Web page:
: The other day, I said that the reduced take in TV’s upfront ad selling season was the tipping point — tipping the wrong way indeed — for broadcast TV. Here’s the next evidence making the case: An ad agency exec smells weakness and demands lower rates:
Advertising spending growth may slow from next year as TV networks in the U.S. are forced to cut rates as audience levels fall, Saatchi & Saatchi Chief Executive Kevin Roberts said at an industry conference.
Ad spending worldwide should increase 5 percent or 6 percent this year, Roberts, 55, said in an interview at the International Advertising Festival in Cannes, France. Annual growth will slow to an average of about 4 percent after 2005 as TV prices “come down,” he said late yesterday. “They will have to. Otherwise advertisers are going to leave the medium.” …
In the U.S., television networks “seem to be gouging advertisers,” Roberts said. “Their rates are going up and the return on investment is coming down.” …
Television will remain the largest advertising medium, Roberts said. “How it will be used will be very different. It will become more interactive.” Advertising will also change to be more “emotive” rather than “yelling at you,” he said.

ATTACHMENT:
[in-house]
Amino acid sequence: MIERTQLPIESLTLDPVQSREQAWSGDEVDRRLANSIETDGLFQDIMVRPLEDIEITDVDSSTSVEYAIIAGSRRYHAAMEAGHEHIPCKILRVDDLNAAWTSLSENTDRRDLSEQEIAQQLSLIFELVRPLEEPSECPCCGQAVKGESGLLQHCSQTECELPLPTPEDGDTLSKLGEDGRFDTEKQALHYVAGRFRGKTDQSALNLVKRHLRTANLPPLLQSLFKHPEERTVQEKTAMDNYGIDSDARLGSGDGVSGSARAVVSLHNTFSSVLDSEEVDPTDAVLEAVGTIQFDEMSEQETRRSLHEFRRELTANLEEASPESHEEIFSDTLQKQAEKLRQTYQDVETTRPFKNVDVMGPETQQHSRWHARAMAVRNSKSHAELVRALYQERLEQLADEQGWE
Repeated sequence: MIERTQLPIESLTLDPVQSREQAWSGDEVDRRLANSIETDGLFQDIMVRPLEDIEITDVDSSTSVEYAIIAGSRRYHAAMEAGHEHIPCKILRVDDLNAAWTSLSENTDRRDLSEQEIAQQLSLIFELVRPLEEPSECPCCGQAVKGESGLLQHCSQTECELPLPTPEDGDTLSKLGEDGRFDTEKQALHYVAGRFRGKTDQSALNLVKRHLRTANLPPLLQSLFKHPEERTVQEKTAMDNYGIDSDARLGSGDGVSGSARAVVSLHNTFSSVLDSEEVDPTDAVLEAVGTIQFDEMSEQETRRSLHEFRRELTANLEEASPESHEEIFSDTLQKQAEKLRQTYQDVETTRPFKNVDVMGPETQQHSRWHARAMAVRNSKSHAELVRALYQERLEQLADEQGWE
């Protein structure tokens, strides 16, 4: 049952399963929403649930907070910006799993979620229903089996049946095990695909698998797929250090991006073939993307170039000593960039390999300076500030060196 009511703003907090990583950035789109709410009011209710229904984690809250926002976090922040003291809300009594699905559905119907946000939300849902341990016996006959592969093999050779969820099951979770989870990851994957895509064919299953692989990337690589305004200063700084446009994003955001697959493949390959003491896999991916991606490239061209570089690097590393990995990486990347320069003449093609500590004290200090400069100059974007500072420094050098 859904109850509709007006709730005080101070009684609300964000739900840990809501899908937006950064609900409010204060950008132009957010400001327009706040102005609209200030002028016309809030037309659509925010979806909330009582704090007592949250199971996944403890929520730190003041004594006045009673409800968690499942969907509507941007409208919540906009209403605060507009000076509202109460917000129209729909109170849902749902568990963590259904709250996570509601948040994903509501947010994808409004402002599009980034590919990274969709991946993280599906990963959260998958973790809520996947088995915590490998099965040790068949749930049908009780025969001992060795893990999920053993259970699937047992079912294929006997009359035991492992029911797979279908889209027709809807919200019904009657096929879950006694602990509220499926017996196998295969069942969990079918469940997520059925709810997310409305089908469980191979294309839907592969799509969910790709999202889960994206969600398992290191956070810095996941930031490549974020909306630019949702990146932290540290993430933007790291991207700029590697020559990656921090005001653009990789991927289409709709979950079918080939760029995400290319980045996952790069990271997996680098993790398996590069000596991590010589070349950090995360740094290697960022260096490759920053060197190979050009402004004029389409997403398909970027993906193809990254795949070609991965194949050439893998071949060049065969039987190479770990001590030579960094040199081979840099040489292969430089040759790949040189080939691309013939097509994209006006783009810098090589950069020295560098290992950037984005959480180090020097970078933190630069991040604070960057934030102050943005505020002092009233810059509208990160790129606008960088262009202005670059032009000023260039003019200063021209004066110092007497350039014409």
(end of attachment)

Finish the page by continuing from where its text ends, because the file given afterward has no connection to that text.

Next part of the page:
The current year of TV programming, which runs into 2006, will be the “biggest ever year in history on television advertising,” Roberts said. “While the return on investment in television is deteriorating, because rates are going up, clients are still flocking to the medium.”
That will change over the next few years as techniques are developed to measure the effectiveness of ads in new media such as mobile phones and the Internet, he said.
“We don’t have enough pre-testing and measurement of emerging media. What we need is a bit of time behind us so that we get some empirical data” and advertisers will become more confident with such media.
And I will argue that advertisers are fools waiting for the perfect data when they could be using new media aggressively and still quite inexpensively and learning along the way. But, hell, they’re the fools with the money and so we need to build that data for them. And now is our opportunity, as TV explodes. [via Lost Remote]